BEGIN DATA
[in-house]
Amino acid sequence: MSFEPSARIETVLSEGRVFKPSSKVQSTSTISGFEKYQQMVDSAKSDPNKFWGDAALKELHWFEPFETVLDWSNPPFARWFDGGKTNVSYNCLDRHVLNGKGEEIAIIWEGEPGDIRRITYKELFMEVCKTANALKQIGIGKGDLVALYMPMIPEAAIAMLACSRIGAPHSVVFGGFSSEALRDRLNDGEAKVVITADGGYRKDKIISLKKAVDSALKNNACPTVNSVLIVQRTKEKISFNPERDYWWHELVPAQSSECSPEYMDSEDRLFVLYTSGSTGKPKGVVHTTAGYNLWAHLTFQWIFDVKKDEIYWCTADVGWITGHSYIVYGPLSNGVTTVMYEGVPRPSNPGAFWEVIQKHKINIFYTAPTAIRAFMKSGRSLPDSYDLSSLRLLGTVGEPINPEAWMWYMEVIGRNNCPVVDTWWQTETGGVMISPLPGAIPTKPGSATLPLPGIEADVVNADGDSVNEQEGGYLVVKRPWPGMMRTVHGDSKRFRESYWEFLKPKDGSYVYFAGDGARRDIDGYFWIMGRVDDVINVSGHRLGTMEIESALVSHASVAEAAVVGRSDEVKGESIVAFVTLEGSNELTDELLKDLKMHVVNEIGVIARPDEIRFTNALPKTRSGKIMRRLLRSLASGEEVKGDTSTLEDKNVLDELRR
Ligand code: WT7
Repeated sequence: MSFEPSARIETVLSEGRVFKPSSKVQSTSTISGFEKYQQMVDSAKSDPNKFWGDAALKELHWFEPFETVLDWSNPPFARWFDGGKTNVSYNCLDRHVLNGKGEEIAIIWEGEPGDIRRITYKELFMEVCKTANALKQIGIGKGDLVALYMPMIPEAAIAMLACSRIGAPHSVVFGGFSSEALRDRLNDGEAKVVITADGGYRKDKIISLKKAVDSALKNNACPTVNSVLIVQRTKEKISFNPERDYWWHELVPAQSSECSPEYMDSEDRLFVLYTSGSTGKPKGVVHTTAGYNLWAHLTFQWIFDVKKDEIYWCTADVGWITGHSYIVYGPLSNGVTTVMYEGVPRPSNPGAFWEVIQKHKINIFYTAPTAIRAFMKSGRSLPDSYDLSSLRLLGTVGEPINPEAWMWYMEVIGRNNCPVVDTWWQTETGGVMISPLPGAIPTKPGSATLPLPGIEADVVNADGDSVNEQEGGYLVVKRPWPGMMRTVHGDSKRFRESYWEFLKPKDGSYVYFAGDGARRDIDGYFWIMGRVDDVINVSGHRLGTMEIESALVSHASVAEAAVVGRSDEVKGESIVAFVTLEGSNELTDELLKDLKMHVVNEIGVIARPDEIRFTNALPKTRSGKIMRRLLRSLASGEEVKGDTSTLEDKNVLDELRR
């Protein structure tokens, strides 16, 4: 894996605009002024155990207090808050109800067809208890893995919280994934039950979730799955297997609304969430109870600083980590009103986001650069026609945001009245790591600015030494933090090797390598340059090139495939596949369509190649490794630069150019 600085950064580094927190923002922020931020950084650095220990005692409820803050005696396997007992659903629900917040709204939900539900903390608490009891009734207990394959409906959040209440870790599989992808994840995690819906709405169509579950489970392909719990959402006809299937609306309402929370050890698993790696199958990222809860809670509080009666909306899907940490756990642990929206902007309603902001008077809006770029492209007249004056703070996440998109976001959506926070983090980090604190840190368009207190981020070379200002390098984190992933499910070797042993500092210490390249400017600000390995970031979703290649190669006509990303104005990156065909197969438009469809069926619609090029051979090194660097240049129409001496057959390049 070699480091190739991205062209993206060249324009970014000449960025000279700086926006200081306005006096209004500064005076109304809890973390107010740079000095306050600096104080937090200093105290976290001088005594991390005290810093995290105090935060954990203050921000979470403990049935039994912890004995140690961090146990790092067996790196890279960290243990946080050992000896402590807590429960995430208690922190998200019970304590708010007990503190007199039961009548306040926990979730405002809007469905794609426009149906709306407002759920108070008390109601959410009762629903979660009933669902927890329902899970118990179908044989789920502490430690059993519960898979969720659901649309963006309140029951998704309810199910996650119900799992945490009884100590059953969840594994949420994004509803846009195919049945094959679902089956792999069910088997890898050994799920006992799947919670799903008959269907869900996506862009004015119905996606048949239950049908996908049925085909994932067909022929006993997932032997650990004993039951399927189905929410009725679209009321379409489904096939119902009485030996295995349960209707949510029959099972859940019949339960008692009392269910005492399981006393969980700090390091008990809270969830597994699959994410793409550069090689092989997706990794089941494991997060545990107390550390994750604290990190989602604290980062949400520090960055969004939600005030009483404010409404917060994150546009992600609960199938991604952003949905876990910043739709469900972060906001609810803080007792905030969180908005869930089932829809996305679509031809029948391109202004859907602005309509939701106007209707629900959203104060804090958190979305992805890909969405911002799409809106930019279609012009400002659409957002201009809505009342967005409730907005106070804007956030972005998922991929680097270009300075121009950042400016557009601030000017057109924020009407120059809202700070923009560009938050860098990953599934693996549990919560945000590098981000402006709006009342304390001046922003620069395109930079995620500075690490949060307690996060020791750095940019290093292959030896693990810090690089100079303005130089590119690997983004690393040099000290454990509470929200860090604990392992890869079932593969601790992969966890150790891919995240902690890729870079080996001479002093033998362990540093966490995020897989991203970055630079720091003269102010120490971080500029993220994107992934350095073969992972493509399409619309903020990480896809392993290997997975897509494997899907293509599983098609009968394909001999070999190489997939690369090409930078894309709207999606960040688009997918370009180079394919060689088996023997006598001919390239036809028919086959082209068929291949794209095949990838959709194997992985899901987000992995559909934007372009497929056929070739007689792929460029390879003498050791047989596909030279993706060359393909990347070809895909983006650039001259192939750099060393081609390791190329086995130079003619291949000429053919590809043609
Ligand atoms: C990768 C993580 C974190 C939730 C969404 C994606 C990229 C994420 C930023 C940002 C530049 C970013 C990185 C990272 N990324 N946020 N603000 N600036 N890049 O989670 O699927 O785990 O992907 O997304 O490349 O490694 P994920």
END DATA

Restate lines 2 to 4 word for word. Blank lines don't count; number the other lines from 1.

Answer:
Amino acid sequence: MSFEPSARIETVLSEGRVFKPSSKVQSTSTISGFEKYQQMVDSAKSDPNKFWGDAALKELHWFEPFETVLDWSNPPFARWFDGGKTNVSYNCLDRHVLNGKGEEIAIIWEGEPGDIRRITYKELFMEVCKTANALKQIGIGKGDLVALYMPMIPEAAIAMLACSRIGAPHSVVFGGFSSEALRDRLNDGEAKVVITADGGYRKDKIISLKKAVDSALKNNACPTVNSVLIVQRTKEKISFNPERDYWWHELVPAQSSECSPEYMDSEDRLFVLYTSGSTGKPKGVVHTTAGYNLWAHLTFQWIFDVKKDEIYWCTADVGWITGHSYIVYGPLSNGVTTVMYEGVPRPSNPGAFWEVIQKHKINIFYTAPTAIRAFMKSGRSLPDSYDLSSLRLLGTVGEPINPEAWMWYMEVIGRNNCPVVDTWWQTETGGVMISPLPGAIPTKPGSATLPLPGIEADVVNADGDSVNEQEGGYLVVKRPWPGMMRTVHGDSKRFRESYWEFLKPKDGSYVYFAGDGARRDIDGYFWIMGRVDDVINVSGHRLGTMEIESALVSHASVAEAAVVGRSDEVKGESIVAFVTLEGSNELTDELLKDLKMHVVNEIGVIARPDEIRFTNALPKTRSGKIMRRLLRSLASGEEVKGDTSTLEDKNVLDELRR
Ligand code: WT7
Repeated sequence: MSFEPSARIETVLSEGRVFKPSSKVQSTSTISGFEKYQQMVDSAKSDPNKFWGDAALKELHWFEPFETVLDWSNPPFARWFDGGKTNVSYNCLDRHVLNGKGEEIAIIWEGEPGDIRRITYKELFMEVCKTANALKQIGIGKGDLVALYMPMIPEAAIAMLACSRIGAPHSVVFGGFSSEALRDRLNDGEAKVVITADGGYRKDKIISLKKAVDSALKNNACPTVNSVLIVQRTKEKISFNPERDYWWHELVPAQSSECSPEYMDSEDRLFVLYTSGSTGKPKGVVHTTAGYNLWAHLTFQWIFDVKKDEIYWCTADVGWITGHSYIVYGPLSNGVTTVMYEGVPRPSNPGAFWEVIQKHKINIFYTAPTAIRAFMKSGRSLPDSYDLSSLRLLGTVGEPINPEAWMWYMEVIGRNNCPVVDTWWQTETGGVMISPLPGAIPTKPGSATLPLPGIEADVVNADGDSVNEQEGGYLVVKRPWPGMMRTVHGDSKRFRESYWEFLKPKDGSYVYFAGDGARRDIDGYFWIMGRVDDVINVSGHRLGTMEIESALVSHASVAEAAVVGRSDEVKGESIVAFVTLEGSNELTDELLKDLKMHVVNEIGVIARPDEIRFTNALPKTRSGKIMRRLLRSLASGEEVKGDTSTLEDKNVLDELRR